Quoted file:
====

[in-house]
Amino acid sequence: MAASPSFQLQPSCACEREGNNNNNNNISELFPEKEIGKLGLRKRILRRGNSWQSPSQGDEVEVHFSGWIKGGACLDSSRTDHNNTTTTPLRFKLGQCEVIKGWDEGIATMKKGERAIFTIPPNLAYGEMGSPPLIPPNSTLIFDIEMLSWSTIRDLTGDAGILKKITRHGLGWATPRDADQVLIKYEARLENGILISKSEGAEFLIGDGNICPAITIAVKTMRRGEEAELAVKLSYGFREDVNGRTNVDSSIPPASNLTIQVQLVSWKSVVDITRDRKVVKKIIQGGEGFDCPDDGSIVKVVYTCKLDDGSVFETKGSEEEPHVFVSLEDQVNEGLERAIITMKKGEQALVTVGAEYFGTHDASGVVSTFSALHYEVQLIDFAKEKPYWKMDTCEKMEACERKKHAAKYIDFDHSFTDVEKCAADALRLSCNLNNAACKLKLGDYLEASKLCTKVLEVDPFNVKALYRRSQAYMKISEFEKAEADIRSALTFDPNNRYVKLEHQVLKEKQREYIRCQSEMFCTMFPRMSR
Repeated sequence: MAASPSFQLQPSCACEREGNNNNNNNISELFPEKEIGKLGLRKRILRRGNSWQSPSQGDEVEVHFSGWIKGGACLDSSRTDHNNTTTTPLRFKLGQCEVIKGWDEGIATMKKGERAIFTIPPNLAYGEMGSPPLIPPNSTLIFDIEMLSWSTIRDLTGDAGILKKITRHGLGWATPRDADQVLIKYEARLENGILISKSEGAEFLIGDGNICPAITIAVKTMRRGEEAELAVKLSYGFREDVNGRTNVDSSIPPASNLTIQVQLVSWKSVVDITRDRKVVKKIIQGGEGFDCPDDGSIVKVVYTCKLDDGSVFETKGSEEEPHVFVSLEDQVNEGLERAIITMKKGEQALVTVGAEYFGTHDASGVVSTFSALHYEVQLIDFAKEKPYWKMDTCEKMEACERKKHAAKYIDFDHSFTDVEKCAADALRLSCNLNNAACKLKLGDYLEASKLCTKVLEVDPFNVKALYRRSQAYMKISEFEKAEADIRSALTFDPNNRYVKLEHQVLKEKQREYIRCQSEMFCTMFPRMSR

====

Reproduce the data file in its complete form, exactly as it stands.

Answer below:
[in-house]
Amino acid sequence: MAASPSFQLQPSCACEREGNNNNNNNISELFPEKEIGKLGLRKRILRRGNSWQSPSQGDEVEVHFSGWIKGGACLDSSRTDHNNTTTTPLRFKLGQCEVIKGWDEGIATMKKGERAIFTIPPNLAYGEMGSPPLIPPNSTLIFDIEMLSWSTIRDLTGDAGILKKITRHGLGWATPRDADQVLIKYEARLENGILISKSEGAEFLIGDGNICPAITIAVKTMRRGEEAELAVKLSYGFREDVNGRTNVDSSIPPASNLTIQVQLVSWKSVVDITRDRKVVKKIIQGGEGFDCPDDGSIVKVVYTCKLDDGSVFETKGSEEEPHVFVSLEDQVNEGLERAIITMKKGEQALVTVGAEYFGTHDASGVVSTFSALHYEVQLIDFAKEKPYWKMDTCEKMEACERKKHAAKYIDFDHSFTDVEKCAADALRLSCNLNNAACKLKLGDYLEASKLCTKVLEVDPFNVKALYRRSQAYMKISEFEKAEADIRSALTFDPNNRYVKLEHQVLKEKQREYIRCQSEMFCTMFPRMSR
Repeated sequence: MAASPSFQLQPSCACEREGNNNNNNNISELFPEKEIGKLGLRKRILRRGNSWQSPSQGDEVEVHFSGWIKGGACLDSSRTDHNNTTTTPLRFKLGQCEVIKGWDEGIATMKKGERAIFTIPPNLAYGEMGSPPLIPPNSTLIFDIEMLSWSTIRDLTGDAGILKKITRHGLGWATPRDADQVLIKYEARLENGILISKSEGAEFLIGDGNICPAITIAVKTMRRGEEAELAVKLSYGFREDVNGRTNVDSSIPPASNLTIQVQLVSWKSVVDITRDRKVVKKIIQGGEGFDCPDDGSIVKVVYTCKLDDGSVFETKGSEEEPHVFVSLEDQVNEGLERAIITMKKGEQALVTVGAEYFGTHDASGVVSTFSALHYEVQLIDFAKEKPYWKMDTCEKMEACERKKHAAKYIDFDHSFTDVEKCAADALRLSCNLNNAACKLKLGDYLEASKLCTKVLEVDPFNVKALYRRSQAYMKISEFEKAEADIRSALTFDPNNRYVKLEHQVLKEKQREYIRCQSEMFCTMFPRMSR